Can we locate cause and effect in the brain?
Columbia postdoctoral researcher Erik Hoel is using a new type of math to explain the origins of consciousness and agency. His theory, causal emergence, reveals the cause-effect relationship of the brain with behavior.
The field of neuroscience has long sought to discover how complex behaviors emerge, mapping the brain to its smallest and most detailed level. Hoel suggests that instead of looking at the individual parts of the brain, we should instead be focusing on macroscopic states, which may even be psychological states such as desires or beliefs. In his search for causality, he has identified a macro level of scale where the information gathered will have the best predictive value.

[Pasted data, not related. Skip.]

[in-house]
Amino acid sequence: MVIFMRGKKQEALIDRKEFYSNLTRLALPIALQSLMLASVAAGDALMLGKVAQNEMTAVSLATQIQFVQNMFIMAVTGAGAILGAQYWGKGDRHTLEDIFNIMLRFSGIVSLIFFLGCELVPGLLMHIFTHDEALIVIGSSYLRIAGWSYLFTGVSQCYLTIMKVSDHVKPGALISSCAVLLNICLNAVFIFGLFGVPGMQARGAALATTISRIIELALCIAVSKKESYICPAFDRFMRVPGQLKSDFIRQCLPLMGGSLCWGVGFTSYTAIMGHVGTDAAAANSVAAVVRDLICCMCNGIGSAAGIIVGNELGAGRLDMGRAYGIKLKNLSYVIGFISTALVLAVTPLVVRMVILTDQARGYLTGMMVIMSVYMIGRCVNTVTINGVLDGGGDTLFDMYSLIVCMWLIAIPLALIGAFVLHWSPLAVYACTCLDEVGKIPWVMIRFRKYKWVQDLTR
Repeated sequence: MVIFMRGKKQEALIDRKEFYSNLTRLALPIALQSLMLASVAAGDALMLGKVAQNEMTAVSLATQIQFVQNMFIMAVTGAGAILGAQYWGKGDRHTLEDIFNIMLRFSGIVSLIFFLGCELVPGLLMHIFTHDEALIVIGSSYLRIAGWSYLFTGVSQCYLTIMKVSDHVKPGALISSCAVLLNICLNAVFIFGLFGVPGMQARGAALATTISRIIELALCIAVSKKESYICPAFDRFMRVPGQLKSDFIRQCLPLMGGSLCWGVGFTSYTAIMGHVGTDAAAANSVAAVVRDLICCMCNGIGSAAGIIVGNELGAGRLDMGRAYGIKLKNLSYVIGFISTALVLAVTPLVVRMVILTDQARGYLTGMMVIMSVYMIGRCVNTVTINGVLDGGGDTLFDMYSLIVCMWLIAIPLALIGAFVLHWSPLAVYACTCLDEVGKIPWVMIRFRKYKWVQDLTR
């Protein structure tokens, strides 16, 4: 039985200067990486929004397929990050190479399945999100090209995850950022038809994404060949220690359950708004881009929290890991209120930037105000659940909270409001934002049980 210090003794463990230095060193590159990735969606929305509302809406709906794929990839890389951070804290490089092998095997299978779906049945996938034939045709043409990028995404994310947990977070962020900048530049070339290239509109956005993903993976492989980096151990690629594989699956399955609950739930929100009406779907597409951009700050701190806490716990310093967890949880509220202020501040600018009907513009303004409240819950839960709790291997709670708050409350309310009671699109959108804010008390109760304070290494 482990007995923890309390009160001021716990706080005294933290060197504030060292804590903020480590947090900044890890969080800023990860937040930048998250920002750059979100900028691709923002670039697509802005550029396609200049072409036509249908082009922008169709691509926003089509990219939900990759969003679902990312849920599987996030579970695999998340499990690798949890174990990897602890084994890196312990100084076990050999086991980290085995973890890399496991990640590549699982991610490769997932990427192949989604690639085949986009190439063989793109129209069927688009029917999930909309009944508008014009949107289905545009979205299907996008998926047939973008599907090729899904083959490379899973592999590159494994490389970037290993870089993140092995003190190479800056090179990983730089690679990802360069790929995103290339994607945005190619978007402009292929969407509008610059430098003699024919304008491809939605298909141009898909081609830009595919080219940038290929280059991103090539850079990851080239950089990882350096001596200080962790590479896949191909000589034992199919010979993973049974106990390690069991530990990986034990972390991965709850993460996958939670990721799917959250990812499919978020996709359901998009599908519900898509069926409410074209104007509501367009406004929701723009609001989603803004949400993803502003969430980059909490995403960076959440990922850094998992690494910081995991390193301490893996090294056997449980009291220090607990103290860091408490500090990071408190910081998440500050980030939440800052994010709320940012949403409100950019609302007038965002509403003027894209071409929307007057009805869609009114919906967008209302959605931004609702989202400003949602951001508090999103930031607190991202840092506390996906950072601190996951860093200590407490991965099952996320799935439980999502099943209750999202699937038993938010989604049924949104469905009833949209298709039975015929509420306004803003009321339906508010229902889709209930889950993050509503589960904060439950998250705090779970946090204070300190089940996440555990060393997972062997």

Hoel says, “If you just give me your atomic state, it may be totally impossible to guess where your future [atomic] state will be in 12 hours. Now give a psychological description, or a physiological one. Where are you going to be in 12 hours? You’re going to be asleep—easy.”
To locate the level of focus most relevant to predicting future states, Hoel has been using a new type of math derived from information theory, the study of the transmission of information. Just as error-correcting codes increase the amount of information that can be sent over information channels, macro scales can have increased causal power.
To identify the scale that is most able to predict future activity, Hoel is conducting brain imaging experiments in the lab of Columbia neuroscientist Rafael Yuste. As he investigates, Hoel asks, “Where does the causal structure of the brain pop out?” Learn more.
This article was originally published by the Columbia Commitment Campaign here.